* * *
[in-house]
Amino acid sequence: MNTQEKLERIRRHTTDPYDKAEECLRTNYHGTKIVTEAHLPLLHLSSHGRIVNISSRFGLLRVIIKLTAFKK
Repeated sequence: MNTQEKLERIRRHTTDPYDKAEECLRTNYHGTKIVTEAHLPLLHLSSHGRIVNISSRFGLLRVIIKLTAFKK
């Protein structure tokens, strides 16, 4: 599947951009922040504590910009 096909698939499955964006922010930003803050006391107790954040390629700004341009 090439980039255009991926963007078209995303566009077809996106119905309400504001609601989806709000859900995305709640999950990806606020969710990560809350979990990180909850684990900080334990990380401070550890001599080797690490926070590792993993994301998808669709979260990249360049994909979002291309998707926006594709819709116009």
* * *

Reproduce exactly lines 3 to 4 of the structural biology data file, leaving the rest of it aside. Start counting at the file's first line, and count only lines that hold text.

Repeated sequence: MNTQEKLERIRRHTTDPYDKAEECLRTNYHGTKIVTEAHLPLLHLSSHGRIVNISSRFGLLRVIIKLTAFKK
């Protein structure tokens, strides 16, 4: 599947951009922040504590910009 096909698939499955964006922010930003803050006391107790954040390629700004341009 090439980039255009991926963007078209995303566009077809996106119905309400504001609601989806709000859900995305709640999950990806606020969710990560809350979990990180909850684990900080334990990380401070550890001599080797690490926070590792993993994301998808669709979260990249360049994909979002291309998707926006594709819709116009």